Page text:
Q&A: Sampling and testing

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Send all queries regarding this content to: samptest@ema.europa.eu.

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1. How is the sampling carried out?

One of the aims of the programmes is to monitor the quality of the finished products in all part of the distribution chain throughout the authorised shelf-life, to check their compliance with the approved specifications. The staff that has the responsibility to take the samples (normally Inspectors of the National Authorities), whenever possible will endeavour to have access directly to the products available in the pharmacies (community or hospitals pharmacies) - or at the wholesalers.

2. How many units of product are sampled?

The exact number of units (tablets, vials, bottles, etc.) is decided by EDQM on the basis of the parameters that need to be analysed. Samples are normally taken from 3 different countries of the European Economic Area.

3. Who pays for the product sampled?

A voucher system has been implemented, and vouchers are provided (through EDQM) by the MAH to the Inspectors. The vouchers are exchanged at the point of sampling for the products; the vouchers will then entitle to obtain from the manufacturer a quantity of product that corresponds to the units sampled.

4. Who analyses the medicines?

Testing is carried out in the laboratories of the OMCL network. Normally one laboratory is involved in the testing of chemical products and two for biological products. The laboratories are chosen on the basis of their competency, expertise and equipment.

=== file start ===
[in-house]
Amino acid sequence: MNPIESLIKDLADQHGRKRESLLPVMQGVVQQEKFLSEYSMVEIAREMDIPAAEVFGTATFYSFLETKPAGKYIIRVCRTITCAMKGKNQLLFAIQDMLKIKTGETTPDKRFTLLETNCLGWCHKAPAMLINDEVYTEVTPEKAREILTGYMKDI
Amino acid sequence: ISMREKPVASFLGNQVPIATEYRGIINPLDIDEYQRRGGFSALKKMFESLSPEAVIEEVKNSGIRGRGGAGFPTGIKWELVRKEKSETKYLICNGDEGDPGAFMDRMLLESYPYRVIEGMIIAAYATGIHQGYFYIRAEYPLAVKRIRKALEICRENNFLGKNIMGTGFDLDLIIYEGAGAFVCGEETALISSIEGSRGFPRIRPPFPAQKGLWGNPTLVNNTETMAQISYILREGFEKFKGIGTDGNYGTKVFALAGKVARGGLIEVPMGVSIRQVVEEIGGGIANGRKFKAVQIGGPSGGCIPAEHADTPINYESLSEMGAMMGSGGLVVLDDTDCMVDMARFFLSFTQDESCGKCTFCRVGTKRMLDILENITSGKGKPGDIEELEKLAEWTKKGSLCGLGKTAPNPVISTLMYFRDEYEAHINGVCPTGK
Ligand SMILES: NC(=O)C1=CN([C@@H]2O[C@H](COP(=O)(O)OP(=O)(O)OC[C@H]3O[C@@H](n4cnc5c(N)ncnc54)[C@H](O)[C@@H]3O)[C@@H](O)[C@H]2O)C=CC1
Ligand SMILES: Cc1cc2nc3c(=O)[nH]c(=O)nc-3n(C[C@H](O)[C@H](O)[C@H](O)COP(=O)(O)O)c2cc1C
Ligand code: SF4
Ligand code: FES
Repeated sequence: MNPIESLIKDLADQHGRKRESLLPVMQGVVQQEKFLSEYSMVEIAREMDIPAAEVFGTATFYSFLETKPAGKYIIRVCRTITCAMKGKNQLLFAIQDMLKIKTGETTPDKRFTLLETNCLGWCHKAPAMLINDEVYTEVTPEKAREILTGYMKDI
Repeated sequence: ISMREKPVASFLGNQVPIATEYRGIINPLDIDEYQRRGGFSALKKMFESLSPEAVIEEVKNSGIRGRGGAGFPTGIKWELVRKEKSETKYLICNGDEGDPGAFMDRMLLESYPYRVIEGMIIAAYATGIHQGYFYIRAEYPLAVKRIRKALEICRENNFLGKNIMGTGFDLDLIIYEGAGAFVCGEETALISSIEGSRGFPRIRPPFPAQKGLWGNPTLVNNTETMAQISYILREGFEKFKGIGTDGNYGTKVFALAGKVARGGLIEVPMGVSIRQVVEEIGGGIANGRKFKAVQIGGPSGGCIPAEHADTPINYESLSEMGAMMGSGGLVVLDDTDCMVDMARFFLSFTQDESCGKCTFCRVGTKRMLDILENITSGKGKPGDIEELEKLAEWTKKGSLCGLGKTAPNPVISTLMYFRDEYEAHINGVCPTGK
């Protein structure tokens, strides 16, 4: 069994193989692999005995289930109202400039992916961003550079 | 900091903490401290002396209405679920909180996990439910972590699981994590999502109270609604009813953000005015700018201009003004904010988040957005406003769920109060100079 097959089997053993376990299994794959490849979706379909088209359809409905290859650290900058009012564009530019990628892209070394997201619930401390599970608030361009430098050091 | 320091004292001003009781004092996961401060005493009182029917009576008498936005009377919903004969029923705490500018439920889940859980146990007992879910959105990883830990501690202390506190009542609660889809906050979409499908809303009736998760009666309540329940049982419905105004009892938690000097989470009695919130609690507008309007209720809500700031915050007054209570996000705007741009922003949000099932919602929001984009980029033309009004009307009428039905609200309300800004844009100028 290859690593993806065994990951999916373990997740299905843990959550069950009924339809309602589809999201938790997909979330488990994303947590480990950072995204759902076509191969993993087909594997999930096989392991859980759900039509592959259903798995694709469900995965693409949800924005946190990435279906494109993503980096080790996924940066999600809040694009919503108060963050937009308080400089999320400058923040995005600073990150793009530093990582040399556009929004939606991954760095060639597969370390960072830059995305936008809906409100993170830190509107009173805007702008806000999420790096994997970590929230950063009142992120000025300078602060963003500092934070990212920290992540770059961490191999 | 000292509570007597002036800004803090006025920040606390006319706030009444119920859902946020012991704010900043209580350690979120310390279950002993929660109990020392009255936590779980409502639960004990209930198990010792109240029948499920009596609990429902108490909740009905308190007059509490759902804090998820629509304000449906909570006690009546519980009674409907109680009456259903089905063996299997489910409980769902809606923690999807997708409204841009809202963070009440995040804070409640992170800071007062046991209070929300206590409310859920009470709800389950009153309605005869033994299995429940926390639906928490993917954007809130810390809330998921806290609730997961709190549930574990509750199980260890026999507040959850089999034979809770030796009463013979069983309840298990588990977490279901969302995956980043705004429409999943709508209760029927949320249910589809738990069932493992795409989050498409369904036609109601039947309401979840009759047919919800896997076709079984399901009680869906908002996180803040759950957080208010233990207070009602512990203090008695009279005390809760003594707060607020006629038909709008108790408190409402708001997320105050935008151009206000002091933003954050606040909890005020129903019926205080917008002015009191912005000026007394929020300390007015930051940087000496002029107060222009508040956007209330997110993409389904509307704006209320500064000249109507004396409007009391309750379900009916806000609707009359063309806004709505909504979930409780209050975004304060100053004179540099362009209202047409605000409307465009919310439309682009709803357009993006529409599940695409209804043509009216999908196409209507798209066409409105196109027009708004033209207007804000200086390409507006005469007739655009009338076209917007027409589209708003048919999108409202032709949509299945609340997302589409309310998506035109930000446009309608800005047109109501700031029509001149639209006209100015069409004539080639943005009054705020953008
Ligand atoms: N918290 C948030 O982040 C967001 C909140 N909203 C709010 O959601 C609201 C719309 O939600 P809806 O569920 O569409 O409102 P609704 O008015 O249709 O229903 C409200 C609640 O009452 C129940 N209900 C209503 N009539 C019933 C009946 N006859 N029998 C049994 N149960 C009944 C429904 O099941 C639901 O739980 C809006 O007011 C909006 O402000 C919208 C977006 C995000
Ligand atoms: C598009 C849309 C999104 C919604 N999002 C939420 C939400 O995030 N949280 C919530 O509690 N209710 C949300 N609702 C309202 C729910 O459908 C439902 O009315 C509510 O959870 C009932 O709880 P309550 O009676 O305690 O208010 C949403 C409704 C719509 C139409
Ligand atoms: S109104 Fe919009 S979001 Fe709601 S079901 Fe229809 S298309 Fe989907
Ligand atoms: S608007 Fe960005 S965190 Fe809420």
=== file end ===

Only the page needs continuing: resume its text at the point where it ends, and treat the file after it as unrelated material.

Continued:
5. Are all centrally authorised products tested?

Currently yes. Only the human medicines that are subject to Official Batch Release (e.g. blood products and vaccines) are excluded from this exercise - and, of course, those products that have still to be launched, and that are therefore not available on the European market. In the future not all CAPs will undergo testing as a risk based approach to the selection of products will be implemented.

6. What happens after testing has been completed?

Testing reports are prepared by the EDQM and are sent on an on-going basis to the European Medicines Agency. Each report is forwarded by the European Medicines Agency to the product's Rapporteur and the Co-Rapporteur who, on the basis of the results, will decide on the action(s) to be taken. A copy of the report is sent to the marketing authorisation holder for comments.

7. What happens if a product fails?

In the most serious cases this could lead to the withdrawal of the product from the market. In most of the cases, however, the problems identified during the testing can be dealt with by further investigations (e.g. Inspection at a manufacturing site, seeking clarification from the Marketing Authorisation Holder). A specific European Medicines Agency procedure is implemented to deal with products whose testing has highlighted quality problems or technical issues.

8. How are the programmes paid for?

Every year, the Marketing Authorisation Holders pay to the European Medicines Agency an annual fee to maintain the marketing authorisation. Part of these fees is used for the implementation of the programmes.

9. What happens after the products have been tested once? Is there a programme for the re-testing?

A procedure for a risk based approach to the selection of products and parameters tested is currently under development. At present some of those products for which quality or techical issues have been identified can be submitted, on the advice of the Scientific Committees to a re-testing (sometime limited to specific parameters). 

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